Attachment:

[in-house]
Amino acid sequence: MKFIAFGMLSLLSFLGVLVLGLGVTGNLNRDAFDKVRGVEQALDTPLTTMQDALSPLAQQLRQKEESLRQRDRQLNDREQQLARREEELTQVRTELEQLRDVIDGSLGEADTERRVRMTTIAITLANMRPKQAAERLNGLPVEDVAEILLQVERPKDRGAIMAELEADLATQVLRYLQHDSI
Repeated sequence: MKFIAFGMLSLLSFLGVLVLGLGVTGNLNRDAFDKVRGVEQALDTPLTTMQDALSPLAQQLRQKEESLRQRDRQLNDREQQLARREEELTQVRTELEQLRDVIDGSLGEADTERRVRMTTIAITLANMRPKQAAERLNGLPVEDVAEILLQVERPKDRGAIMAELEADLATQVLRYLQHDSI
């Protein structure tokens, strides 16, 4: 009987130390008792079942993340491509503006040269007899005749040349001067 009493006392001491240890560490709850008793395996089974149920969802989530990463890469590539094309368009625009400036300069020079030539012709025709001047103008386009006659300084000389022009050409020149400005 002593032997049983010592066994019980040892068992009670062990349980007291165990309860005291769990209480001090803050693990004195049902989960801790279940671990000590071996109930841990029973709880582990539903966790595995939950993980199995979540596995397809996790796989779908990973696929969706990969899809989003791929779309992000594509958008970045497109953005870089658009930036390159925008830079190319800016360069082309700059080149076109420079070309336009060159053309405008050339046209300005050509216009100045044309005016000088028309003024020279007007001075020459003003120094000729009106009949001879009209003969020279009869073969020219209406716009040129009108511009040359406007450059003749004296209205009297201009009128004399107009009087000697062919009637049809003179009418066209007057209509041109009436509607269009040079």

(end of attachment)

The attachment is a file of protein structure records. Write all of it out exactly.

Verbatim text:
[in-house]
Amino acid sequence: MKFIAFGMLSLLSFLGVLVLGLGVTGNLNRDAFDKVRGVEQALDTPLTTMQDALSPLAQQLRQKEESLRQRDRQLNDREQQLARREEELTQVRTELEQLRDVIDGSLGEADTERRVRMTTIAITLANMRPKQAAERLNGLPVEDVAEILLQVERPKDRGAIMAELEADLATQVLRYLQHDSI
Repeated sequence: MKFIAFGMLSLLSFLGVLVLGLGVTGNLNRDAFDKVRGVEQALDTPLTTMQDALSPLAQQLRQKEESLRQRDRQLNDREQQLARREEELTQVRTELEQLRDVIDGSLGEADTERRVRMTTIAITLANMRPKQAAERLNGLPVEDVAEILLQVERPKDRGAIMAELEADLATQVLRYLQHDSI
């Protein structure tokens, strides 16, 4: 009987130390008792079942993340491509503006040269007899005749040349001067 009493006392001491240890560490709850008793395996089974149920969802989530990463890469590539094309368009625009400036300069020079030539012709025709001047103008386009006659300084000389022009050409020149400005 002593032997049983010592066994019980040892068992009670062990349980007291165990309860005291769990209480001090803050693990004195049902989960801790279940671990000590071996109930841990029973709880582990539903966790595995939950993980199995979540596995397809996790796989779908990973696929969706990969899809989003791929779309992000594509958008970045497109953005870089658009930036390159925008830079190319800016360069082309700059080149076109420079070309336009060159053309405008050339046209300005050509216009100045044309005016000088028309003024020279007007001075020459003003120094000729009106009949001879009209003969020279009869073969020219209406716009040129009108511009040359406007450059003749004296209205009297201009009128004399107009009087000697062919009637049809003179009418066209007057209509041109009436509607269009040079």